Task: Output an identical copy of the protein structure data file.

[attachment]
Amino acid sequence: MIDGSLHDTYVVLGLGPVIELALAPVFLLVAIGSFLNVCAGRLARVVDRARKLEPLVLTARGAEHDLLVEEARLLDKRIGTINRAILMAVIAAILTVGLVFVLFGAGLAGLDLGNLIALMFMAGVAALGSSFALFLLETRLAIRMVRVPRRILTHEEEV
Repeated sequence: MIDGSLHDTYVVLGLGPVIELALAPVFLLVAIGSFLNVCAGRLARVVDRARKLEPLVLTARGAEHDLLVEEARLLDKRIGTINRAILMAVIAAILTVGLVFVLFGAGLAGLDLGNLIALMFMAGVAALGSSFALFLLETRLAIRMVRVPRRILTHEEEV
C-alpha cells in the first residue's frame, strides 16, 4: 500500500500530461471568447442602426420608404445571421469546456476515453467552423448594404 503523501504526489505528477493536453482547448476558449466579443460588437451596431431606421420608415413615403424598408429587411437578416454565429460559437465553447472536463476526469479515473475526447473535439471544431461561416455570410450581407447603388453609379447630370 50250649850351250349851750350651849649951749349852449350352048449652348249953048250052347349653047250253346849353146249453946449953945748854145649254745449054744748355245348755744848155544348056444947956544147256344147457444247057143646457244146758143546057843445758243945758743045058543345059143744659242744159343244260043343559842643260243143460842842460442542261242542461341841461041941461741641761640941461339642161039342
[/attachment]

Amino acid sequence: MIDGSLHDTYVVLGLGPVIELALAPVFLLVAIGSFLNVCAGRLARVVDRARKLEPLVLTARGAEHDLLVEEARLLDKRIGTINRAILMAVIAAILTVGLVFVLFGAGLAGLDLGNLIALMFMAGVAALGSSFALFLLETRLAIRMVRVPRRILTHEEEV
Repeated sequence: MIDGSLHDTYVVLGLGPVIELALAPVFLLVAIGSFLNVCAGRLARVVDRARKLEPLVLTARGAEHDLLVEEARLLDKRIGTINRAILMAVIAAILTVGLVFVLFGAGLAGLDLGNLIALMFMAGVAALGSSFALFLLETRLAIRMVRVPRRILTHEEEV
C-alpha cells in the first residue's frame, strides 16, 4: 500500500500530461471568447442602426420608404445571421469546456476515453467552423448594404 503523501504526489505528477493536453482547448476558449466579443460588437451596431431606421420608415413615403424598408429587411437578416454565429460559437465553447472536463476526469479515473475526447473535439471544431461561416455570410450581407447603388453609379447630370 50250649850351250349851750350651849649951749349852449350352048449652348249953048250052347349653047250253346849353146249453946449953945748854145649254745449054744748355245348755744848155544348056444947956544147256344147457444247057143646457244146758143546057843445758243945758743045058543345059143744659242744159343244260043343559842643260243143460842842460442542261242542461341841461041941461741641761640941461339642161039342